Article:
High jump. 1 - C. King; 2 -J. Pembleton;
Bran;

44 mile flat race, open: 1 - E. Boatswain; 2 - W.
Bennett; 3 - E. Hinds.

Half mile cycle race (free wheel), ladies only,
two races:

1 - G, Brown and M. Josefa; 2 - V.
- D. Richardson and

1 - B. Nicklete; 2 - T. Johnson;



, 100 yards, open: 1 - C. Gilkes
2- J. Peters and 3 - 8. Molina.
E. Hinds;

and W. Burto:
One mile flat, open: 1 - W. Bennett; 2 -
3 - C, Gilkes.
100 yard flat race, men 3S and over: 1 - C.



Anthony; 2 - F, Willis; 3 - A. H. Rasul.

3 mile cycle race, racers only: 1 - R. Sealey;
2 - E. Fortune; 3 - S. Cowie; lap prize: -
R. Sealey.

Greasy pole: E. Milton, R. Murray, R. Ellis

Church Honors Mother's Day

The Seventh Day Adventist Church in
Oranjestad was to celebrate Mother’s
Day with a special program on May 9,
given at the Church.

Those scheduled to take part in it
were the Church Choir, Elder Berkel,
C. Alexander, A. Gario, T. Margaritha,
D. Meade, J. Margaritha, Miss Queely,
H. Margaritha, H. Thomas, E. Rogers,
P. Douglas, C. Anderson, C. Thomas,
S. Taylor, S. Shepherd, A. Boldeo, M.
Leer, J. Alexander, G. Gooding, and Nor-
ma Weent. Songs, readings, and recita-
tions made up the program.

SCHEDULE OF PAYDAYS

Semi-Monthly Payroll
May 1—15 Monday, May 23
May 16—31 Thursday, June 9
Monthly Payrolls

May 1—31 Friday, ™une b

ARUBA ESSO NEWS

LONG SERVICE AWARDS

20-Year Buttons



J. BOOM
L.0.F.

c.

A. DAVIS
Machinist

H. ERASMO
Garage

A. L. DEL PINO
Commissary





B. GEERMAN
Wharves



A. KOOLMAN
Wharves

Cc. L. GEERMAN
Launches

J. E. STAY
Drydock

10-Year Buttons

George Cupid
Robert Vint
Antonio Mendes
Diego Da Silva
James Heyliger
Adolfo Arends
Randolph Bryson
William Minier
Wilbert Wheatley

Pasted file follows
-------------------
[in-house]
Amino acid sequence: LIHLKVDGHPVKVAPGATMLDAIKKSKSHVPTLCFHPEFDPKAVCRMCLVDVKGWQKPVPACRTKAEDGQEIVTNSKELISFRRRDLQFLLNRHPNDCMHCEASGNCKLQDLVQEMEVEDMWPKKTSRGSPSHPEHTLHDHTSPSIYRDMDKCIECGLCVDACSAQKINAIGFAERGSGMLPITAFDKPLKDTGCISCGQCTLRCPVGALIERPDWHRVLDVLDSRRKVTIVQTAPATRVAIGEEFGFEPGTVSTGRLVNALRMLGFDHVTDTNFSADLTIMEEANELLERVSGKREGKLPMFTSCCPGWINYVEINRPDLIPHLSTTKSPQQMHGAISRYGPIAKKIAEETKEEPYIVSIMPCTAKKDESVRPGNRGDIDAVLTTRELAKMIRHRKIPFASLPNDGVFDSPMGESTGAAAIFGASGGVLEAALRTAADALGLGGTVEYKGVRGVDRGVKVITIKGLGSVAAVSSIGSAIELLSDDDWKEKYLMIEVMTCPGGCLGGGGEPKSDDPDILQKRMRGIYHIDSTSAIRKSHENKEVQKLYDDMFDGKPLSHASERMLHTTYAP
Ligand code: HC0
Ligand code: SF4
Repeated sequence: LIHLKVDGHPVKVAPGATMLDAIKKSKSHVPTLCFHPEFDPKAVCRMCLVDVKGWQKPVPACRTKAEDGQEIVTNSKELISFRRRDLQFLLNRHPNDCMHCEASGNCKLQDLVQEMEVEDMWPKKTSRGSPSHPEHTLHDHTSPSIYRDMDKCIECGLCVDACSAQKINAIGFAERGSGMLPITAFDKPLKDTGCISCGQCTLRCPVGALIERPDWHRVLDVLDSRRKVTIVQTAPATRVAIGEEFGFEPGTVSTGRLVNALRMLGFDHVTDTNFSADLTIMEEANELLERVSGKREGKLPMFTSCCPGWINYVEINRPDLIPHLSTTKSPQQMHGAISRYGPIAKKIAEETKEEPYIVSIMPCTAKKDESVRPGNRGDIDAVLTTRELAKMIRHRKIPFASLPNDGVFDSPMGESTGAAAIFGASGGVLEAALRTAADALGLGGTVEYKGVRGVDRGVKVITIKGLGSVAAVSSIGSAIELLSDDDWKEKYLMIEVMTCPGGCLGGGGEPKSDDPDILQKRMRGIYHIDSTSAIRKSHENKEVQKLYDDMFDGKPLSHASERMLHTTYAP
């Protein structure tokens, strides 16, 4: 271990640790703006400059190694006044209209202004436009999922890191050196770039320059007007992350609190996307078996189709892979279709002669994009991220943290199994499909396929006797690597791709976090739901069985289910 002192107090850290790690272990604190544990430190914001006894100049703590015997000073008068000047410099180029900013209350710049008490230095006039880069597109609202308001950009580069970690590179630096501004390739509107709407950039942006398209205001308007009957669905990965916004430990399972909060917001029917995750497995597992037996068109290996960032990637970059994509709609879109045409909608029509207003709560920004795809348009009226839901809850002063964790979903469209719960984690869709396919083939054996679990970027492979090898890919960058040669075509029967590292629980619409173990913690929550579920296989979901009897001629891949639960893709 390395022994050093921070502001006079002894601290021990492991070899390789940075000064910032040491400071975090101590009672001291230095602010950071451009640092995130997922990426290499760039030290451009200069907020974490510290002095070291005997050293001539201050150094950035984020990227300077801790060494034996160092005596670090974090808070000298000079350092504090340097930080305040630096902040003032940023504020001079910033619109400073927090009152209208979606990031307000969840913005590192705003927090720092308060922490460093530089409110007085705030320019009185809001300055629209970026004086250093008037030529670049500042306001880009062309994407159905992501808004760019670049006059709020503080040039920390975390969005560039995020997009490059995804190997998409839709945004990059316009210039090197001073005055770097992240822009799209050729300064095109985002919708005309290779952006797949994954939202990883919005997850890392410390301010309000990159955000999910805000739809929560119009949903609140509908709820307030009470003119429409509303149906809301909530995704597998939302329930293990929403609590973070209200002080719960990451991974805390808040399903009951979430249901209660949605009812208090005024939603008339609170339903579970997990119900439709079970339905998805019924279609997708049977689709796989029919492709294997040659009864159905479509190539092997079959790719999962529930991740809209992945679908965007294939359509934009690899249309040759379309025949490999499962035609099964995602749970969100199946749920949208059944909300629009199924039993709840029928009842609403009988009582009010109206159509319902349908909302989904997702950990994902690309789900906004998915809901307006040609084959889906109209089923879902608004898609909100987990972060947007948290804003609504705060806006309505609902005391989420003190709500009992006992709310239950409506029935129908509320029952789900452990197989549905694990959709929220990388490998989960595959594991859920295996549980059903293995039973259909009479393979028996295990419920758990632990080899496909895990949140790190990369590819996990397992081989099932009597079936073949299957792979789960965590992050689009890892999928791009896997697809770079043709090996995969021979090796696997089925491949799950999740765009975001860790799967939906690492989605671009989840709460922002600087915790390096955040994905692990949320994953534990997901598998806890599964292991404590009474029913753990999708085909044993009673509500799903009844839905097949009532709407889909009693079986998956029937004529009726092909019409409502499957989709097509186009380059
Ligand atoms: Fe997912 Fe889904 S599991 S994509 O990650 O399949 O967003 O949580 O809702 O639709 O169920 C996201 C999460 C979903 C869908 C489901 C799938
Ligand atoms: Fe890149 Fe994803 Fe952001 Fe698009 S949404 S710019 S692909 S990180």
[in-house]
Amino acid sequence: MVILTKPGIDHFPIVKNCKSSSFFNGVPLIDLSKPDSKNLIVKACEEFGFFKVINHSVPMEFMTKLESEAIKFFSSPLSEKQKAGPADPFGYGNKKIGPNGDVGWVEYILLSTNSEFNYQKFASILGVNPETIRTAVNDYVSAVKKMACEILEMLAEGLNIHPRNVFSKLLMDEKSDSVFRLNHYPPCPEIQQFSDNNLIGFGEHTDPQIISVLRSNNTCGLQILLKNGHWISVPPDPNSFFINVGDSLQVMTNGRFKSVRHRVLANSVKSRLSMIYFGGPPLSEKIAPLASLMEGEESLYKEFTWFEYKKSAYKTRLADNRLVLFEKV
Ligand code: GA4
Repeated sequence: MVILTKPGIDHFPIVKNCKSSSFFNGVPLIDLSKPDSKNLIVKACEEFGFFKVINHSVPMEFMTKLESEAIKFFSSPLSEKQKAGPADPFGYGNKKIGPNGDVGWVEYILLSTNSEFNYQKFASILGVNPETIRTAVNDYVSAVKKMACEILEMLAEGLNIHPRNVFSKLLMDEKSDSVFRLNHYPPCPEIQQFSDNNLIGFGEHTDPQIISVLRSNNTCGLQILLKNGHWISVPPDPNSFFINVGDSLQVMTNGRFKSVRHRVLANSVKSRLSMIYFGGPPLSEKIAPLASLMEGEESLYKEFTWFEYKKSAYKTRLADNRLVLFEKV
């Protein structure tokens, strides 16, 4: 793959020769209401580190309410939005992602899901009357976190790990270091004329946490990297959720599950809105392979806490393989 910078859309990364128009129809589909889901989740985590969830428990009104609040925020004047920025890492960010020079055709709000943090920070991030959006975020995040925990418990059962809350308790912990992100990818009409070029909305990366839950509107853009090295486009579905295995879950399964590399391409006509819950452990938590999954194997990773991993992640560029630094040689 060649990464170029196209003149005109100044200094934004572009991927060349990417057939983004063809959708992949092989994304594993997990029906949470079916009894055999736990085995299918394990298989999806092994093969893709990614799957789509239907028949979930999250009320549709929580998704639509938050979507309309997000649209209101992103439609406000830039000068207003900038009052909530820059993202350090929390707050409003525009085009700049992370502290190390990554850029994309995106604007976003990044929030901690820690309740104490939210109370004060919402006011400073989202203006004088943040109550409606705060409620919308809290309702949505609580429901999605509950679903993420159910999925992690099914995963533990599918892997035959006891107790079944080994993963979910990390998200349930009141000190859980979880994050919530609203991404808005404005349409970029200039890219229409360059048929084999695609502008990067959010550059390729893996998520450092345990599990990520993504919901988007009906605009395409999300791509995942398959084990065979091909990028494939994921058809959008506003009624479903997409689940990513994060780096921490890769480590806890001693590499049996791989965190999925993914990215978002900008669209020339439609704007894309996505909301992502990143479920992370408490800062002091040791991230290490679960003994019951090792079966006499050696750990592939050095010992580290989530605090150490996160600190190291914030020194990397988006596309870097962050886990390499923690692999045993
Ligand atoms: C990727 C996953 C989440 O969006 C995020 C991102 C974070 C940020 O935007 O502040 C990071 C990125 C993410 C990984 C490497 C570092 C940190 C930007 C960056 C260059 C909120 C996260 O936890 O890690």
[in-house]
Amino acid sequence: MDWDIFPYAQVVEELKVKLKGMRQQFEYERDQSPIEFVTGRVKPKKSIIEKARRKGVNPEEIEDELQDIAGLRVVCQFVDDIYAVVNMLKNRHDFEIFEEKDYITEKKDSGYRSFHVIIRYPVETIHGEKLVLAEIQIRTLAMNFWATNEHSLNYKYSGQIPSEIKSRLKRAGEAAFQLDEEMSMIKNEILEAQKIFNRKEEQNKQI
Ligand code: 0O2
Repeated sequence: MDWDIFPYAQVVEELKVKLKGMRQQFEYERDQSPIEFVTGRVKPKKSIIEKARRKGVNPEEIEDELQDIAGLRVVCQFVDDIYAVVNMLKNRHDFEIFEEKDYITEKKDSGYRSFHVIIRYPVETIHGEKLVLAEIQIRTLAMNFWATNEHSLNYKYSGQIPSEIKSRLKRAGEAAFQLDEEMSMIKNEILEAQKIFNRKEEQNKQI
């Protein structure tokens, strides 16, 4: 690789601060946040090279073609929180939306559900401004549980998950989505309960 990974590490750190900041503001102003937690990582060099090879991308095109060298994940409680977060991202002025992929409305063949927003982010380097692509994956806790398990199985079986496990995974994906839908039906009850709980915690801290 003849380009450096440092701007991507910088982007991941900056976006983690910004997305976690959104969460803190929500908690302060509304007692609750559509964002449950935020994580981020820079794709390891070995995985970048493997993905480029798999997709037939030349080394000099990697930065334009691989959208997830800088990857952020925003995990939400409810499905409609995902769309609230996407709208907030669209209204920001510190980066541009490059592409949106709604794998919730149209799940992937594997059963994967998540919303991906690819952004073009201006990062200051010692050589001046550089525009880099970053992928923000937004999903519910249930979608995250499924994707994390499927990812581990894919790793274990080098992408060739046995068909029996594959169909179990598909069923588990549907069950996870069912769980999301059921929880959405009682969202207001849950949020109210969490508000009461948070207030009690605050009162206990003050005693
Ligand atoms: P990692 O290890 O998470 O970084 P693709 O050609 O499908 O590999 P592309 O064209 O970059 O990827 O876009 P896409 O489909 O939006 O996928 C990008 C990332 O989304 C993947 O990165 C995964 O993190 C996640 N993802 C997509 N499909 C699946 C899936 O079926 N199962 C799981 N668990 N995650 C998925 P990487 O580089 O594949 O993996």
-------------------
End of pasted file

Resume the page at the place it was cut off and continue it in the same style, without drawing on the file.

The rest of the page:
Antonio Rei
William Amzand
Maurice Bhola
Cornelis Naloop
Renie Yong
Alfredo Lambertus
Charles Becker
Kennedy Daniel
Gerald Gonsalves
Henry Spong
Ferdinand Lewis
Noel Sampson
Bernardo Willems

Esso Club
Esso Club
Pipe
Dining Hall
Garage
Electrical
Electrical
Medical
Lago Police
Yard
Electrical
Esso Club
Dry Dock
Powerhouse
L.0.F.
L.O.F.

Rec. & Ship.
Catalytic
Powerhouse
Lake Fleet
Lake Fleet
Lake Fleet



4

Members of the St. Eustatius Cricket Club of Aruba are shown above at their Easter

match with Curacao’s St. Eustatius

Bennett, S. Spanner, and C. Henstract.

Berkel, W. Canwood, R.



Club. Th tch
Park. On the back row, from left to right, FoiGe Dorea

8 played at the Lago Sport
are G. Dorsett (captain), L. Courtier, B.
In front are G. Canwood, C. E. Hassell, P.
Rooseburg, and E Gibbs.

E. JACKSON
Proc. Cracking

A. JOSEPH
Powerhouse

V. E. TURNER
M & C Admin.

A. THOMPSON
Garage

Lago Club Wins Third Game
In Series with Dining Hall \

In a table tennis match at the Lago
Club last month, the Lago Club defeated
the Esso Dining Hall team, three
matches to two. Its victory gave the
Lago Club three points, and gives it a
9—0 lead over the Dining Hall in the
series between the two teams.

Results, with the Lago Club players
listed first, were as follows: S. Green
beat J. Samuel, 21—11 and 21—19;
A. De Souza lost to C. Berglund, 14—21,
21—17, and 18—21; R. Tappin lost to
C. Miller, 13—21 and 14—21; R. Cade
defeated T. Edwards, 21—18, 17—21,
and 21—16; and T. Greavesande beat
B. Hope, 21—8 and 21—9.

The winner of the series will receive
a trophy donated by J. F. X. Auer.



LH Night Softball League
Sets Opener for May 24

Night thall will begin May 24

en the Lago Heights Softball League
gets underway. The opener, pitting
Caribe and Baby Ruth against o
other, starts at 7:30.

Ten tec:as are entered in the league,
which wili run for approximately three
months. Each team is scheduled to play
the others twice.

Games will be played on Tuesday,
Wednesday, and Friday nights, with
double headers scheduled for Tuesday
and Friday. Single games will start at
7:30, and doubleheaders at 7 and 8:35.

At the end of the league a trophy will
go to the winning club, and individual
awards will be presented to the out-
standing pitcher, batter, home run
hitter, and the best all round player.

Teams entered in the competition are
Baby Ruth, Caribe, Dodgers, Bicho Malo,
Lago Colony, Los Tigres, Lago Heights,
Catholic Youth Organization, Hollandia,
and the Aruba Juniors,

Sponsored by the Lago Heights Advi-
sory Committee, the league is being put
on by a sub-committee composed of J. De
Frees, chairman; Syd Brathwaite, coor-
dinator and secretary; and C. R. A. Bis-
hop, A. A. Texeira, Ciriaco Tromp, Max
Lashley, and George Lawrence. Captains
of each of the teams will also have a
voice on this group.

DAKOTA WINS Cont. from page |

win prizes: awards will go to the team
with the best score in the second half,
to the team having the most improved
record for the year, and to all teams
which improve their accident record by
at least 30 per cent during the year of
the Contest.

At the end of the first half, eight